"The first method for estimating the intelligence of a ruler is to look at the men around him.”

— Niccolo Machiavelli, political philosopher and author (1469-1527)


Last week President Donald Trump gave himself a thumbs-up and proclaimed his first international trip a “home run.”

Indeed there were some successes in the nine-day trip that included Saudi Arabia, where the president received a royal welcome and signed a multi-billion-dollar arms deal.

His meeting in the Vatican met with a more tepid Pope Francis and didn’t go as well. It seemed cordial and professional, but there seemed certainly a hint of the past that haunted the meeting, making for some tense-looking photos. When the Pope called out candidate Trump for his stance on immigration during the campaign, Trump called Francis a “disgraceful” human being for questioning his faith (in response to Francis' suggesting that it was unchristian to build walls to keep immigrants out).

Trump then went to Israel and seemed to conduct himself with dignity; at least no duststorm was apparent as he said that a peace agreement was essential, yet offered no plan on how to get to a Middle East peace plan that has eluded his predecessors. Trump the deal maker exuded the confidence that he could lead the way; time will tell.

His meetings with our strongest allies and NATO did not go very well. The new French president got into a handshake battle of tug of war; supposedly a pro-active act to counter Trump's well-known grip and bring-in strategy that establishes him as the alpha. You also saw Trump’s alpha at work as he pushed the (apparently, to Trump) insignificant prime minister of Montenegro aside at the NATO Summit to get ahead of him and to the front of the line for a photo-op. In the video, after the push, shove  and step ahead, Trump is seen puffing out his chest (really), and tugging his suitcoat in a manner that looks one step short of a pounding of the chest.

In his speech to our allies, he threatened them that the United States might not abide by the “all for one, one for all” provisions of the treaty if the country attacked was not paying its fair share, 2 percent of gross national revenue, as their budget for their own military.

In another speech, Trump publicly slapped Germany on the hand, saying the Germans are: “bad, very bad,” before walking it back later and saying that he was not referring to the people, rather their trade policy that keeps America’s cars out of Germany.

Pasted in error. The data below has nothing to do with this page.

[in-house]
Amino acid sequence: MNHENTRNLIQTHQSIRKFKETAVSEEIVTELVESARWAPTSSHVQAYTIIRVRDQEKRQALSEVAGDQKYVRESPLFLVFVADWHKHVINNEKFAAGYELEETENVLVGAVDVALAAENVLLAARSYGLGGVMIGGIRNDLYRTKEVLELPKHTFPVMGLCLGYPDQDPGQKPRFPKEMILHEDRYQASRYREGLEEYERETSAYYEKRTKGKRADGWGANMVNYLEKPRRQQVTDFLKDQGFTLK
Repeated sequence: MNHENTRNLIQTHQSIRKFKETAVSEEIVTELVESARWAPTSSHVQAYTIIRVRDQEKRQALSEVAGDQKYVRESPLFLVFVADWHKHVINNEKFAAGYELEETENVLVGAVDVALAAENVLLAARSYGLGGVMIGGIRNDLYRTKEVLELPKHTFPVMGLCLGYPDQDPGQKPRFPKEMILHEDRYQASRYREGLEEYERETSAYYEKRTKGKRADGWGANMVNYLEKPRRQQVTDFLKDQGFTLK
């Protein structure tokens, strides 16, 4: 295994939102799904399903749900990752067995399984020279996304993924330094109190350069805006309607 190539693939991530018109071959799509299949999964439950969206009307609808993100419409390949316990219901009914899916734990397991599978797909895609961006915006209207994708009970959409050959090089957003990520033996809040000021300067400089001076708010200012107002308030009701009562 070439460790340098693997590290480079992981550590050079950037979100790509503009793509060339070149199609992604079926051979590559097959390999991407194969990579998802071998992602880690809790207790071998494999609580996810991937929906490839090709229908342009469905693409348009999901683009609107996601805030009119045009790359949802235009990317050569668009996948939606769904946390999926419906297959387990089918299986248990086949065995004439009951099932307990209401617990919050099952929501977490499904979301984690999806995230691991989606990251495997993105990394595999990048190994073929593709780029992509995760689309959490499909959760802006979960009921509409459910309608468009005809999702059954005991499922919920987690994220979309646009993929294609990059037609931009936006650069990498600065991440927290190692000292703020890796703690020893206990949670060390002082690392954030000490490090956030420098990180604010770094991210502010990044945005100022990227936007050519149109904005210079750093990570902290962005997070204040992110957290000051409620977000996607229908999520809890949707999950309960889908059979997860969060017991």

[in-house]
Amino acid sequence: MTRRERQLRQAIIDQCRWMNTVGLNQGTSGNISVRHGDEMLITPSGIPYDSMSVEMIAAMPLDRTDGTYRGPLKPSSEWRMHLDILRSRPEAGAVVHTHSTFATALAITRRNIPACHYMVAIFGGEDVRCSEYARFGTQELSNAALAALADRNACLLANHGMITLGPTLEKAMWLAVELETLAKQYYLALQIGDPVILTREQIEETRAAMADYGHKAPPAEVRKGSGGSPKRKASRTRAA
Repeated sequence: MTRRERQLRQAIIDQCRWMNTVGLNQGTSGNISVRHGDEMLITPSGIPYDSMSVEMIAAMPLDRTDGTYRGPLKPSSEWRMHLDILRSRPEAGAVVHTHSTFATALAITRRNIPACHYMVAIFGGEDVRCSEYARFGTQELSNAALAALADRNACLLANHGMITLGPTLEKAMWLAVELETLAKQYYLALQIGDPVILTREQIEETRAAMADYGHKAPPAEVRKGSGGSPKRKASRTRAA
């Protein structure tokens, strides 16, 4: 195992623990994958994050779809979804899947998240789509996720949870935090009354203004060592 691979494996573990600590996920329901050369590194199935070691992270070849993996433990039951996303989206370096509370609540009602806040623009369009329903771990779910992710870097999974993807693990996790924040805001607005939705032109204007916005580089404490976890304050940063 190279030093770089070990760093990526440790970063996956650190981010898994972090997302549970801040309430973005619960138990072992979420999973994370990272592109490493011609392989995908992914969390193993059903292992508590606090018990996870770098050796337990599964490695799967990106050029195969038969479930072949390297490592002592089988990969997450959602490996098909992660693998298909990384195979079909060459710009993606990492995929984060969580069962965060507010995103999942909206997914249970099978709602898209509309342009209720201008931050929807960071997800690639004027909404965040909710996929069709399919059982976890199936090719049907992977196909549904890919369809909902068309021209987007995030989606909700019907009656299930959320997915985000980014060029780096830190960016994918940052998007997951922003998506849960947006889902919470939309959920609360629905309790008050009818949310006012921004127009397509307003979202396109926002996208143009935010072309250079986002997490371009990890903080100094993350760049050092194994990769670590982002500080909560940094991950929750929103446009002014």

While away, after the terrorist attack in Manchester, United Kingdom, our firmest ally, England, stopped sharing intelligence with us because, Prime Minister Theresa May said, it can’t trust us. The White House blamed it on leaks that continue to plague the Trump administration, which Trump and his staff have vowed to put an end to.

It continues to be diversionary strategy for the Trump staff, as they blame it on the leaks and the traditional media ("fake news"). These leaks, while bad for national security, perhaps, provide clear windows into what is happening, and what has occurred in the past in terms of the Russians' manipulating our election process and our government. Let the independent counsel do his work and let’s just see where the truth comes down.

As usual, Trump and his administration continue to blame others and try to change the direction of the narrative, rather than acknowledge any culpability; no surprise, as Trump has never apologized for anything. Even when he backed off the “Obama was born in Kenya” conspiracy which he had claimed hard evidence to support (fake news, I guess). Never did he admit to being wrong or apologize to anyone for his insistent statements that Obama and his presidency were illegitimate.

This is at the crux of where we are at as a nation. Two schools of thought which put us at a cross walk with parallel paths to choose from.

One vision sees America as kind and inclusive, the other as protective and self-righteous.

While some of Trump’s message is fine, his boorish attacks are not “saying it like it is,” as is the mantra of his admirers; rather, it is bullying – if you put lipstick on a pig, it’s still a pig.

Demanding that our NATO neighbors pay their fair share is a fair point, but diplomacy is the way to get it across, whereas belittling, embarrassing and calling out our friends in a hostile way is a lousy strategy. You catch more flies with honey than you do with vinegar.

If pushing our way to the front of the line is the plan, count me out – this does not make America great again, and never did. When Harry Truman said “the buck stops here,” he meant accountability; apparently Trump did not get the memo. Instead, “the buck stops here” seems to mean that lining his own pockets with bucks is more important than helping the American people; until he shares his tax returns and puts his businesses in blind trusts, common sense suggests this might be true.

Obama might be the next conspiracy theory 101; he just might be responsible for all the leaks – perhaps … before leaving the White House, he bugged the Oval Office and all the places he, like nobody else, knew were the places where secret meetings would take place and national security issues discussed. Treason, for sure; Obama and Hillary belong in jail – if you want to know if it’s true, don’t look to the “fake” mainstream media (you can’t trust the New York Times and Washington Post). Look instead to Fox News and Sean Hannity; he and his cohorts have all the facts and they are willing to share with you everything that the left-wing activist liberals don’t want you to know …. not … .

President Trump told us we would be “winning so much our heads would be spinning”; if this is winning, I’ll sit on the sidelines and wait it out until it’s time for the next game to begin, because winning without integrity is not winning. Plain and simple.